Stick to the Best Available Scientific Evidence

The World Health Organization (WHO) has a website listing published studies on COVID-19. As you’ll discover from reading this guide, there are major differences among the studies in terms of design and significance. Also, this global crisis is producing a huge volume of research, published at breakneck speed. Most of these studies are not going through the usual process of review and many are observational, which do not allow us to come to reliable conclusions. In a nutshell, there is a lot of noise at the moment in the world of medical research, and it can be difficult for a journalist who doesn’t specialize in this field to make sense of it.

To make sense of what’s going on, we recommend the Evidence-Based Medicine approach — a methodology that uses the best current research to evaluate patient care. The Oxford University Centre for Evidence-Based Medicine (CEBM) has a COVID-19 Evidence Service which publishes rapid reviews and analysis using some of the most solid methodologies available. On this website you will find accurate summaries, written in relatively plain language, on the best available evidence about many angles of COVID-19. Which are the reliable published studies on the benefits for the general population of wearing face masks? Where are we in terms of scientific proof for understanding the transmission mechanisms of the virus? What is the available knowledge about its mortality and the efficacy of this or that intervention? Evidence Service contributors are independent scholars who dig out, analyze, and summarize what we know, and don’t know, about the science on COVID-19.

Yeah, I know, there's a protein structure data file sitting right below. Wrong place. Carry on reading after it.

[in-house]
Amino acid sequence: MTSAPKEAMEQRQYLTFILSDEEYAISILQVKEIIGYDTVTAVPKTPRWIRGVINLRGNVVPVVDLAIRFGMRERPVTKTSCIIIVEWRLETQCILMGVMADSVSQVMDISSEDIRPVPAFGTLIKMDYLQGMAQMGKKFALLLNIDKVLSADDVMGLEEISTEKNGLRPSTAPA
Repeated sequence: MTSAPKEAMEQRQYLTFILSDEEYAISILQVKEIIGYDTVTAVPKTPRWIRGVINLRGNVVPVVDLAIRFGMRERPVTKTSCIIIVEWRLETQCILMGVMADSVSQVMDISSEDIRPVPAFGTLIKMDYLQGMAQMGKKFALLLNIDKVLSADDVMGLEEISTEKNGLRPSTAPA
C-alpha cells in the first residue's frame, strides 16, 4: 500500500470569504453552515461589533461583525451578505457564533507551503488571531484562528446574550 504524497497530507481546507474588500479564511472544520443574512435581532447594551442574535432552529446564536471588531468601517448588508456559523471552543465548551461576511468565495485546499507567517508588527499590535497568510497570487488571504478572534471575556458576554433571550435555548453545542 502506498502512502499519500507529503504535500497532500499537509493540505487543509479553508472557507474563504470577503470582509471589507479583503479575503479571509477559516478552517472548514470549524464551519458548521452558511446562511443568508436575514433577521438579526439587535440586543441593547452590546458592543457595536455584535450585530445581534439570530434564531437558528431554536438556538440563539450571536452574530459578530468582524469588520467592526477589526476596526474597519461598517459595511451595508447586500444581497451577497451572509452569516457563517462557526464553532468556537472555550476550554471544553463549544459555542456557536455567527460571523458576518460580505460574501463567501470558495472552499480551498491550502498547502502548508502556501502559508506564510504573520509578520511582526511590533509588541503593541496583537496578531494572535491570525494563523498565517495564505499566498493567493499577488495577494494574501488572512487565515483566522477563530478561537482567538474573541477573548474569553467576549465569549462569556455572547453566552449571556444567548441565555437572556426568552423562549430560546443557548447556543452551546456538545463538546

Who’s the Expert?

Scientists from various fields of specialization speak publicly about COVID-19. But in medical science there are considerable differences among the many specialist areas of expertise. It’s a good idea to discuss COVID-19 with infectious disease epidemiologists and vaccine safety epidemiologists, as they possess expertise specifically in the spread and management of epidemics and pandemics.